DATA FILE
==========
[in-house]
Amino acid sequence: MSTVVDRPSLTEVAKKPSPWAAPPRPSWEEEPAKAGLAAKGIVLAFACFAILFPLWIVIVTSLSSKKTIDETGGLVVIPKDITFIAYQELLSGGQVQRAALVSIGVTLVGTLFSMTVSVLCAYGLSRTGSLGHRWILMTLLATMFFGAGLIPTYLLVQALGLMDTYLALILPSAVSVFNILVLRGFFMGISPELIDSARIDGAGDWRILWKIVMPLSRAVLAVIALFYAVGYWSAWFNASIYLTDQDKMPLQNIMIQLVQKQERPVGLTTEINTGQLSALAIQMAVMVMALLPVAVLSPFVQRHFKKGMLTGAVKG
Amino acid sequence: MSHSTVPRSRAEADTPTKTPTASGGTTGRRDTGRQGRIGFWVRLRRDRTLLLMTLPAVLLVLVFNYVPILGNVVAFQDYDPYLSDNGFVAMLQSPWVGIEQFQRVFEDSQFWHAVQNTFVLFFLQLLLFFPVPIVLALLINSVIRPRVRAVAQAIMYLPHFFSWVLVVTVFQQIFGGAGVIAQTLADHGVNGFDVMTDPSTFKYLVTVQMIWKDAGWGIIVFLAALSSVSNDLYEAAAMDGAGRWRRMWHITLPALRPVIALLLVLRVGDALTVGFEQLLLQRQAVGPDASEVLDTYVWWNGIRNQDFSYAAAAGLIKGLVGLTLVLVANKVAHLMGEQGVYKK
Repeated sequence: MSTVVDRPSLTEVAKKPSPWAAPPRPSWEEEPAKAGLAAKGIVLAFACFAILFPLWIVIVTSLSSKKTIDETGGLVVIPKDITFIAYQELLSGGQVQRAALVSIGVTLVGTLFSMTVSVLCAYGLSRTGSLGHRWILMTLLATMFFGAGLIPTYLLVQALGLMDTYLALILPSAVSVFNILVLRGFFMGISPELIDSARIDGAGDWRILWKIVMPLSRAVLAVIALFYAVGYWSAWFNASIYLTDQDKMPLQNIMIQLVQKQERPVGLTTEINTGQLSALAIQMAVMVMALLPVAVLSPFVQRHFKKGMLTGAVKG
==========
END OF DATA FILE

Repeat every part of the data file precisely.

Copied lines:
[in-house]
Amino acid sequence: MSTVVDRPSLTEVAKKPSPWAAPPRPSWEEEPAKAGLAAKGIVLAFACFAILFPLWIVIVTSLSSKKTIDETGGLVVIPKDITFIAYQELLSGGQVQRAALVSIGVTLVGTLFSMTVSVLCAYGLSRTGSLGHRWILMTLLATMFFGAGLIPTYLLVQALGLMDTYLALILPSAVSVFNILVLRGFFMGISPELIDSARIDGAGDWRILWKIVMPLSRAVLAVIALFYAVGYWSAWFNASIYLTDQDKMPLQNIMIQLVQKQERPVGLTTEINTGQLSALAIQMAVMVMALLPVAVLSPFVQRHFKKGMLTGAVKG
Amino acid sequence: MSHSTVPRSRAEADTPTKTPTASGGTTGRRDTGRQGRIGFWVRLRRDRTLLLMTLPAVLLVLVFNYVPILGNVVAFQDYDPYLSDNGFVAMLQSPWVGIEQFQRVFEDSQFWHAVQNTFVLFFLQLLLFFPVPIVLALLINSVIRPRVRAVAQAIMYLPHFFSWVLVVTVFQQIFGGAGVIAQTLADHGVNGFDVMTDPSTFKYLVTVQMIWKDAGWGIIVFLAALSSVSNDLYEAAAMDGAGRWRRMWHITLPALRPVIALLLVLRVGDALTVGFEQLLLQRQAVGPDASEVLDTYVWWNGIRNQDFSYAAAAGLIKGLVGLTLVLVANKVAHLMGEQGVYKK
Repeated sequence: MSTVVDRPSLTEVAKKPSPWAAPPRPSWEEEPAKAGLAAKGIVLAFACFAILFPLWIVIVTSLSSKKTIDETGGLVVIPKDITFIAYQELLSGGQVQRAALVSIGVTLVGTLFSMTVSVLCAYGLSRTGSLGHRWILMTLLATMFFGAGLIPTYLLVQALGLMDTYLALILPSAVSVFNILVLRGFFMGISPELIDSARIDGAGDWRILWKIVMPLSRAVLAVIALFYAVGYWSAWFNASIYLTDQDKMPLQNIMIQLVQKQERPVGLTTEINTGQLSALAIQMAVMVMALLPVAVLSPFVQRHFKKGMLTGAVKG